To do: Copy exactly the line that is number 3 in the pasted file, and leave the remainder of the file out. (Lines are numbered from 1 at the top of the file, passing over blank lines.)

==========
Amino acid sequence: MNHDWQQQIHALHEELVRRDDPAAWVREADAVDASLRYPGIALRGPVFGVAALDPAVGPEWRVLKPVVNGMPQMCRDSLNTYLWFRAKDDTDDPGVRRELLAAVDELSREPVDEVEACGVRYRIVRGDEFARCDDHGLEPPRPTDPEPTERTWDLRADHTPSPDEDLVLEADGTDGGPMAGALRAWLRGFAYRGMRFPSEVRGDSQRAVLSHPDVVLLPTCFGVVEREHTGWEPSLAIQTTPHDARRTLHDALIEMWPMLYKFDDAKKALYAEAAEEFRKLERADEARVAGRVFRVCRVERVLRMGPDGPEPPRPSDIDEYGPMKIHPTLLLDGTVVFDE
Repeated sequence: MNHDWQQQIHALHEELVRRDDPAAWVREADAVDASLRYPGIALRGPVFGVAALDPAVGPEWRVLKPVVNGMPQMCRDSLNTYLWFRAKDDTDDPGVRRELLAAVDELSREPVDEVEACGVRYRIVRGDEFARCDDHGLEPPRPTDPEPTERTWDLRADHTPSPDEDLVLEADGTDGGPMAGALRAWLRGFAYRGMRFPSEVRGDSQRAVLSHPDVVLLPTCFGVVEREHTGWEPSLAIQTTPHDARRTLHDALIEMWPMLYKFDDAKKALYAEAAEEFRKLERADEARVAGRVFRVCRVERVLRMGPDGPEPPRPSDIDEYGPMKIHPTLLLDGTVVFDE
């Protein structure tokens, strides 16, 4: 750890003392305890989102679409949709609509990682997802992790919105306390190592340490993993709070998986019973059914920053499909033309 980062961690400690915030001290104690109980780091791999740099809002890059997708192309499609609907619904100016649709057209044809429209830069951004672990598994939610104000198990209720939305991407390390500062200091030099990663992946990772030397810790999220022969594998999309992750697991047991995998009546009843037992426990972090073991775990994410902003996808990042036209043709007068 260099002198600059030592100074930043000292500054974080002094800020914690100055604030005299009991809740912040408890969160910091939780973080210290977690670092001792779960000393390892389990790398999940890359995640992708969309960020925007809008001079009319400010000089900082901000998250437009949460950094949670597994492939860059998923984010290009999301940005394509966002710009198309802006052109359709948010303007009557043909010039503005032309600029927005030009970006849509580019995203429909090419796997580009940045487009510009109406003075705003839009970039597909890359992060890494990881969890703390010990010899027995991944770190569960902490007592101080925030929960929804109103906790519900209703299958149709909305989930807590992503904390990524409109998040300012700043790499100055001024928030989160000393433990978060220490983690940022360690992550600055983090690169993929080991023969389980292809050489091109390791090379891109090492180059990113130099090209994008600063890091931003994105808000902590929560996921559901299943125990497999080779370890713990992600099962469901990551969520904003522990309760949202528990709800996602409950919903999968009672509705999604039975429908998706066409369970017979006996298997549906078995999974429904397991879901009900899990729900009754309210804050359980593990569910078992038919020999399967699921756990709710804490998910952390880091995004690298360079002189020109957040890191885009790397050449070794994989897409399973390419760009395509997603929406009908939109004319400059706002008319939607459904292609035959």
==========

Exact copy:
């Protein structure tokens, strides 16, 4: 750890003392305890989102679409949709609509990682997802992790919105306390190592340490993993709070998986019973059914920053499909033309 980062961690400690915030001290104690109980780091791999740099809002890059997708192309499609609907619904100016649709057209044809429209830069951004672990598994939610104000198990209720939305991407390390500062200091030099990663992946990772030397810790999220022969594998999309992750697991047991995998009546009843037992426990972090073991775990994410902003996808990042036209043709007068 260099002198600059030592100074930043000292500054974080002094800020914690100055604030005299009991809740912040408890969160910091939780973080210290977690670092001792779960000393390892389990790398999940890359995640992708969309960020925007809008001079009319400010000089900082901000998250437009949460950094949670597994492939860059998923984010290009999301940005394509966002710009198309802006052109359709948010303007009557043909010039503005032309600029927005030009970006849509580019995203429909090419796997580009940045487009510009109406003075705003839009970039597909890359992060890494990881969890703390010990010899027995991944770190569960902490007592101080925030929960929804109103906790519900209703299958149709909305989930807590992503904390990524409109998040300012700043790499100055001024928030989160000393433990978060220490983690940022360690992550600055983090690169993929080991023969389980292809050489091109390791090379891109090492180059990113130099090209994008600063890091931003994105808000902590929560996921559901299943125990497999080779370890713990992600099962469901990551969520904003522990309760949202528990709800996602409950919903999968009672509705999604039975429908998706066409369970017979006996298997549906078995999974429904397991879901009900899990729900009754309210804050359980593990569910078992038919020999399967699921756990709710804490998910952390880091995004690298360079002189020109957040890191885009790397050449070794994989897409399973390419760009395509997603929406009908939109004319400059706002008319939607459904292609035959």